Another thing Brown said she wants people to realize is activitiess like prostitution and human trafficking have happened in and around Bradley County.
“It’s very hard to convince people that it’s here,” Brown said. “You don’t see it on the street corners like you would in Las Vegas, but it definitely does exist.”
While prostitution in Cleveland is less common than in larger cities, Brown said women here face many of the same issues that make some turn to lifestyles of prostitution, and preventative measures are necessary.
She added that both Ellilta organizations have worked with more women who have been at risk of being caught up in prostitution than those who have actually taken part in it.
“We want to work with any woman with any risk factor in her life so she doesn’t have to make that choice,” Brown said. “We tend to think of prostitution as a nasty, dirty thing and forget the people and their stories that are involved in the vice of prostitution.”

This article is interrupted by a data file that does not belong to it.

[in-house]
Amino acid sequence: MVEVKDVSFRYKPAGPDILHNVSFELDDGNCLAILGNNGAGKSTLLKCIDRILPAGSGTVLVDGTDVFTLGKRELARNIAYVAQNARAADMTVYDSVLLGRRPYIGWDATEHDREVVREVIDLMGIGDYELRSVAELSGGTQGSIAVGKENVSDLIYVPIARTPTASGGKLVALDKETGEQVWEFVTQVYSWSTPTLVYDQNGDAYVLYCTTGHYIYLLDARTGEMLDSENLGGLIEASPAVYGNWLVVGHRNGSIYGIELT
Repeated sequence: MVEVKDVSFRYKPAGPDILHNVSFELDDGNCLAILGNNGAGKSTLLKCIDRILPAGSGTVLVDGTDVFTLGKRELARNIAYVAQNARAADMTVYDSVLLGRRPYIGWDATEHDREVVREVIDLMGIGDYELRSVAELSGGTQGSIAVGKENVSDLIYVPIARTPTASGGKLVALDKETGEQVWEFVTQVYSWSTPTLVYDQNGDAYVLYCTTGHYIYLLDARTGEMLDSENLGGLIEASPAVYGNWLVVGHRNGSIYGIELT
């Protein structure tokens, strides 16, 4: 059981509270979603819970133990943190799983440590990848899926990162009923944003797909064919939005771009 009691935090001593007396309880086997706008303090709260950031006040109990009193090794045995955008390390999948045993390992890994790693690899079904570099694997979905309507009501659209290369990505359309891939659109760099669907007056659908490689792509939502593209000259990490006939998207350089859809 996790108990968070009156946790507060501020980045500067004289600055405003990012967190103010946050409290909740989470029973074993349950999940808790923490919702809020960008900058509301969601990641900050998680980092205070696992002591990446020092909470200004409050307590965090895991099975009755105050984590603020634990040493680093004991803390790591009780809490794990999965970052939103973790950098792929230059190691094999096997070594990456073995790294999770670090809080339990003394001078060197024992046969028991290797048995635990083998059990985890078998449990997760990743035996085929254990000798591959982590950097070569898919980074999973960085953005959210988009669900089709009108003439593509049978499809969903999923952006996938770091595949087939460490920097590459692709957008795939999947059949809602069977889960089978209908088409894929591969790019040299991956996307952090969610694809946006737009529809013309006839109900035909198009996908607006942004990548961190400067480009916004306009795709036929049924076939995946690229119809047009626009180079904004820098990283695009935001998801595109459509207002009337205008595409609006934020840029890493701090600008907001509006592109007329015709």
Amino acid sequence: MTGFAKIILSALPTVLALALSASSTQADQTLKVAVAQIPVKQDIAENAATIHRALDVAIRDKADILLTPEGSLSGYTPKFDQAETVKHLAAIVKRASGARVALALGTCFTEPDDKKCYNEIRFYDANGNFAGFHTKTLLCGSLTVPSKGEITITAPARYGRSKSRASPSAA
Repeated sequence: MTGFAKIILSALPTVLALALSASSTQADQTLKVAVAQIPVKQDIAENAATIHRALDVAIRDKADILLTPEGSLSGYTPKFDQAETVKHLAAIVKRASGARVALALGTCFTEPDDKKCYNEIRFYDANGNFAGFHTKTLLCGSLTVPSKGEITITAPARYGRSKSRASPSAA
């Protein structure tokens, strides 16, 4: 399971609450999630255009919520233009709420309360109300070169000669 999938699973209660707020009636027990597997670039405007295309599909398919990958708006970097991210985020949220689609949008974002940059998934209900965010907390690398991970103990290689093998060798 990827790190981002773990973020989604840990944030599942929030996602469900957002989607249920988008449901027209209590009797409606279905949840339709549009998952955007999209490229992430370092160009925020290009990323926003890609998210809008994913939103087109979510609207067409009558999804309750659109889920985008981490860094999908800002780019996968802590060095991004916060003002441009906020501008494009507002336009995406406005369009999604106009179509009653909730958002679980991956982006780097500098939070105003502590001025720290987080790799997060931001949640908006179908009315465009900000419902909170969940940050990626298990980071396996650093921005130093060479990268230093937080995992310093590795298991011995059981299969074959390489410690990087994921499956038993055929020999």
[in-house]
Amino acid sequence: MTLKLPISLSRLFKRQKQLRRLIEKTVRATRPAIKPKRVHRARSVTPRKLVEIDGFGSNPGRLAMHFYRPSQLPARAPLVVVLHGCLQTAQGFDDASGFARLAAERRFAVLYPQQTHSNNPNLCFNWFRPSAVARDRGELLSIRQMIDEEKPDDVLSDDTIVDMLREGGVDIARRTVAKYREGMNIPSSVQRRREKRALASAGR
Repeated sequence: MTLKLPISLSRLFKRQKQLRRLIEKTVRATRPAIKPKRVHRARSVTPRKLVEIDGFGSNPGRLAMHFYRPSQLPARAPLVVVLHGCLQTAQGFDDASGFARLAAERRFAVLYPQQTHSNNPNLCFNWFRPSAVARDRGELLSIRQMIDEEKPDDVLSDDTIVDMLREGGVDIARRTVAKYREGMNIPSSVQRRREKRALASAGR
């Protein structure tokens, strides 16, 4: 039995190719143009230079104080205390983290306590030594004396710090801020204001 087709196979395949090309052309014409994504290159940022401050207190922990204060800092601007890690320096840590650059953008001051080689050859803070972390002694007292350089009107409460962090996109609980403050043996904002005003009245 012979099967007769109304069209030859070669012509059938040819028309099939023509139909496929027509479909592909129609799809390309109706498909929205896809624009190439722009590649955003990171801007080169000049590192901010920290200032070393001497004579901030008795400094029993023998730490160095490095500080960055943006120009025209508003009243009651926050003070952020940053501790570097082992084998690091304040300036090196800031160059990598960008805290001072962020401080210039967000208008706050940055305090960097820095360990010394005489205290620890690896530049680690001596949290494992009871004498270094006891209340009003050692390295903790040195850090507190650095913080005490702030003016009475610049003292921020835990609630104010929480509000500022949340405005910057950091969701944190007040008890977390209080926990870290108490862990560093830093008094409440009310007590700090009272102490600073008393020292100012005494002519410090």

Brown said she hopes to begin to help women in the Cleveland area overcome lifestyles of prostitution. Future plans include the possibilities of partnering with the Christian Women’s Job Corps to teach women new job skills and looking for ways to connect women to other resources they might need, such as counseling. While Ellilta has focused most of its efforts overseas, Brown said there is a need in Bradley County.
She said she is looking for volunteers to serve with her on an advisory council to assess how to best help women overcome things like sexual abuse, human trafficking and prostitution. She also hopes to compile a list of resources to share with women in Bradley County.
For more information about Ellilta International, visit its website, www.ellilta.org, email email@example.com or call 505-9191.